Salmonella outbreak probe continues; first lawsuit filed

This map from the Centers for Disease Control and Prevention shows where people have been infected with the latest outbreak strain of salmonella as of Aug. 17.

As officials continue to investigate the source of a multistate salmonella outbreak that’s been linked to cantaloupes from southwest Indiana, the incident is focusing attention on the delay in implementing new food safety regulations.

Food-safety advocate Nancy Donley told USA Today that she's "hopping mad" over the latest food crisis. "These illnesses and deaths are preventable," said Donley, a spokeswoman for STOP Foodborne Illness. Her group has urged the Food and Drug Administration (FDA) to more quickly put out new regulations, based on authority from 2010 legislation. "This shouldn't have happened."

Two deaths and 141 illnesses have been linked to the outbreak, which involves 20 states so far, according to The Packer trade newspaper, which noted that the name of the grower suspected in the outbreak has not been released.

So who to sue? Seattle-based Marler Clark filed a lawsuit today against Wal-Mart on behalf of a Michigan family. The complaint was filed in Calhoun County Circuit Court in Michigan on behalf of Battle Creek resident Angela Compton and her two children, who both fell ill after eating cantaloupe purchased from Wal-Mart in mid-July, according to a post on the Marler blog.

The incident comes a year after a deadly outbreak of food poisoning caused by listeria-tainted melons killed at least 30 people and sickened 146 people. From the USA Today article:

Bill Marler of the Seattle law firm Marler Clark, which specializes in food-safety law, links cantaloupes to at least 13 salmonella outbreaks since 1990. In the past, many of the outbreaks were linked to melons imported from central America. In recent years, disease outbreaks have been home-grown, Marler says.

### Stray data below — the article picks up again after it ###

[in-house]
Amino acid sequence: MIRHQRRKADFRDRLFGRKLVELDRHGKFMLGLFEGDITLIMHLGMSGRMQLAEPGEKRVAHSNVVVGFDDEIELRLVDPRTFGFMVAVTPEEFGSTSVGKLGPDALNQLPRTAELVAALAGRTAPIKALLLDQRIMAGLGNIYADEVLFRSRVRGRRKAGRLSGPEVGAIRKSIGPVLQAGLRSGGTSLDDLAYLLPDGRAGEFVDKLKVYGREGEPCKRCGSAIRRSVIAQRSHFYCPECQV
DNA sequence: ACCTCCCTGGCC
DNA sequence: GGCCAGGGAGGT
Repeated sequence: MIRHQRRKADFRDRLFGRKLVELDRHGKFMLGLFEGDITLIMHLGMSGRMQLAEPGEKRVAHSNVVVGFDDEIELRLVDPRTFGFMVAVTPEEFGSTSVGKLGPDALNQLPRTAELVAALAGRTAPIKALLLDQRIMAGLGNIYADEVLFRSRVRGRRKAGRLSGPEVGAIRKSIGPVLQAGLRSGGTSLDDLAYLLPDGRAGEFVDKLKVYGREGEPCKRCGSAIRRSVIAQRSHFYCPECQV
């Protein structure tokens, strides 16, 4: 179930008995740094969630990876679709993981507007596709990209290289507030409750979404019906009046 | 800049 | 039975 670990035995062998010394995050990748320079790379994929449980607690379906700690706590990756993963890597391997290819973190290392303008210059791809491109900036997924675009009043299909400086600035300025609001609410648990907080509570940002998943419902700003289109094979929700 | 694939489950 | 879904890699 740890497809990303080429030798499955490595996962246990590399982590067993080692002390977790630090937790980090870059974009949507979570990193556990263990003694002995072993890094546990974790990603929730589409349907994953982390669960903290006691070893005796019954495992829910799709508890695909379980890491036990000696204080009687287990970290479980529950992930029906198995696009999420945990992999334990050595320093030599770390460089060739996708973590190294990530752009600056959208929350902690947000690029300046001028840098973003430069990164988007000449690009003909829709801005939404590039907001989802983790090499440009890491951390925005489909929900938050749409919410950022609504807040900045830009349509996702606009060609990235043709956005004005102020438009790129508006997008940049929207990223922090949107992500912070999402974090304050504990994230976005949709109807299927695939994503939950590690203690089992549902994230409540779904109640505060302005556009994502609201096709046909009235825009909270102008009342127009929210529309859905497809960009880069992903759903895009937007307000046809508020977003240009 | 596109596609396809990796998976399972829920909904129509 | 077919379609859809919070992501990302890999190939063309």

"What frustrates me is that I can't believe it's been a year, and we've got 140 people sick and two dead," says Marler, whose law firm represents some of the victims of last year's listeria outbreak.

A cantaloupe's rough, porous skin is an easy target for bacteria, which cling to the bumps on its surface. Bacteria don't stick as easily to the hard, smooth rinds of honeydews and watermelons, says Douglas Powell, a professor of food safety at Kansas State University.

Cantaloupes growing on the ground can also pick up dirt and germs from manure that runs off from livestock fields, or from farm workers' unsanitary bathroom practices, Powell says. Throwing cantaloupes into a big wash tub can also lead to contamination, unless farmers regularly check the water's chlorine levels. Farmers also need to ensure that employees wash their hands. And farmers should never use raw manure on their fields, he says.

It's almost impossible for consumers to adequately wash cantaloupes at home, Powell says. The knives used to cut cantaloupes transfer bacteria to the inside.

Powell says preventing outbreaks isn't complicated: "Just pay attention to food safety. The basics have been known for 15 years."

August 23 update: The Packer reports that federal officials have named Chamberlain Farms, Owensville, Ind., as the possible source of the salmonella outbreak that is responsible for two deaths and 178 illnesses in 21 states.